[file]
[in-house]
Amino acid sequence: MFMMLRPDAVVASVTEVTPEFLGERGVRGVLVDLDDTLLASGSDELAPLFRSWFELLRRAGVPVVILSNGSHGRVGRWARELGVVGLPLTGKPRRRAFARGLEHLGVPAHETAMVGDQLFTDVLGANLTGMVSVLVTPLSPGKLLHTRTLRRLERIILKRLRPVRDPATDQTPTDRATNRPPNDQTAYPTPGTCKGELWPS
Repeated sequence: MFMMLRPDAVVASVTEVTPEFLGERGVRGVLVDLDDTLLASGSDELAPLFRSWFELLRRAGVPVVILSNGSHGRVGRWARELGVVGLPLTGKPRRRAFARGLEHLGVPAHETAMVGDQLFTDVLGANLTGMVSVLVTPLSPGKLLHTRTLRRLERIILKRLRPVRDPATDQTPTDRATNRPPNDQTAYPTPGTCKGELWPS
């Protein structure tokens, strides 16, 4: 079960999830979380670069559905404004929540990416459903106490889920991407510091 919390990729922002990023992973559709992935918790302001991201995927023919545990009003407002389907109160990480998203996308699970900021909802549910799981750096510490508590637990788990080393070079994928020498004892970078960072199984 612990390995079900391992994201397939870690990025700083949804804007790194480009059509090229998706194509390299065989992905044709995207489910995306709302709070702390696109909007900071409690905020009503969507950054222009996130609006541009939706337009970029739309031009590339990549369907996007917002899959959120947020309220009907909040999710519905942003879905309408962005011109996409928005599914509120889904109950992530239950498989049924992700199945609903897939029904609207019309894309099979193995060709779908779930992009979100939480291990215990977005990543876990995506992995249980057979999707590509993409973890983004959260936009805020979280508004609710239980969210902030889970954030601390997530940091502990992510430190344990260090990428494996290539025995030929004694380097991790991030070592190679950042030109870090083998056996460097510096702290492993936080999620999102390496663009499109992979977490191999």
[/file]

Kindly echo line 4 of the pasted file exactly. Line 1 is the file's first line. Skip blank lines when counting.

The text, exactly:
């Protein structure tokens, strides 16, 4: 079960999830979380670069559905404004929540990416459903106490889920991407510091 919390990729922002990023992973559709992935918790302001991201995927023919545990009003407002389907109160990480998203996308699970900021909802549910799981750096510490508590637990788990080393070079994928020498004892970078960072199984 612990390995079900391992994201397939870690990025700083949804804007790194480009059509090229998706194509390299065989992905044709995207489910995306709302709070702390696109909007900071409690905020009503969507950054222009996130609006541009939706337009970029739309031009590339990549369907996007917002899959959120947020309220009907909040999710519905942003879905309408962005011109996409928005599914509120889904109950992530239950498989049924992700199945609903897939029904609207019309894309099979193995060709779908779930992009979100939480291990215990977005990543876990995506992995249980057979999707590509993409973890983004959260936009805020979280508004609710239980969210902030889970954030601390997530940091502990992510430190344990260090990428494996290539025995030929004694380097991790991030070592190679950042030109870090083998056996460097510096702290492993936080999620999102390496663009499109992979977490191999």